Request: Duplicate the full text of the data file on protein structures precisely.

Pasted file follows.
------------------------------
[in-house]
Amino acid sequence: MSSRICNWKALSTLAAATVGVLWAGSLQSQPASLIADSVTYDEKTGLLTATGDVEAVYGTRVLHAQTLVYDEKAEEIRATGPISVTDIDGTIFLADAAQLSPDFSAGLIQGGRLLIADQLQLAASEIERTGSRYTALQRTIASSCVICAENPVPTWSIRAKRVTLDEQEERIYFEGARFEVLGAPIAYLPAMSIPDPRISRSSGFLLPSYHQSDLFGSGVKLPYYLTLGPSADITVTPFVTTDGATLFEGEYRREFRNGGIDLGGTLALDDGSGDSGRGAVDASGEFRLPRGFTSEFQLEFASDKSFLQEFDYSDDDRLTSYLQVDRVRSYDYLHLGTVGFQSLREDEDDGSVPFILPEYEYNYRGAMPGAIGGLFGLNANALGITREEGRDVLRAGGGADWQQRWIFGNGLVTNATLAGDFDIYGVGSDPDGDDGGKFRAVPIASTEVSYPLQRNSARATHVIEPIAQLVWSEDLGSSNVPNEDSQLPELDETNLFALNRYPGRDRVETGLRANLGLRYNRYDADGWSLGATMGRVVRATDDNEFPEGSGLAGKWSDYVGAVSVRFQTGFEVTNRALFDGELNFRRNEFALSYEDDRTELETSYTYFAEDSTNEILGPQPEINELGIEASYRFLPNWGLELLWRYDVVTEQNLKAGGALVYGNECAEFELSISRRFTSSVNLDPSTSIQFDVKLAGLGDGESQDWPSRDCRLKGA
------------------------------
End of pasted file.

[in-house]
Amino acid sequence: MSSRICNWKALSTLAAATVGVLWAGSLQSQPASLIADSVTYDEKTGLLTATGDVEAVYGTRVLHAQTLVYDEKAEEIRATGPISVTDIDGTIFLADAAQLSPDFSAGLIQGGRLLIADQLQLAASEIERTGSRYTALQRTIASSCVICAENPVPTWSIRAKRVTLDEQEERIYFEGARFEVLGAPIAYLPAMSIPDPRISRSSGFLLPSYHQSDLFGSGVKLPYYLTLGPSADITVTPFVTTDGATLFEGEYRREFRNGGIDLGGTLALDDGSGDSGRGAVDASGEFRLPRGFTSEFQLEFASDKSFLQEFDYSDDDRLTSYLQVDRVRSYDYLHLGTVGFQSLREDEDDGSVPFILPEYEYNYRGAMPGAIGGLFGLNANALGITREEGRDVLRAGGGADWQQRWIFGNGLVTNATLAGDFDIYGVGSDPDGDDGGKFRAVPIASTEVSYPLQRNSARATHVIEPIAQLVWSEDLGSSNVPNEDSQLPELDETNLFALNRYPGRDRVETGLRANLGLRYNRYDADGWSLGATMGRVVRATDDNEFPEGSGLAGKWSDYVGAVSVRFQTGFEVTNRALFDGELNFRRNEFALSYEDDRTELETSYTYFAEDSTNEILGPQPEINELGIEASYRFLPNWGLELLWRYDVVTEQNLKAGGALVYGNECAEFELSISRRFTSSVNLDPSTSIQFDVKLAGLGDGESQDWPSRDCRLKGA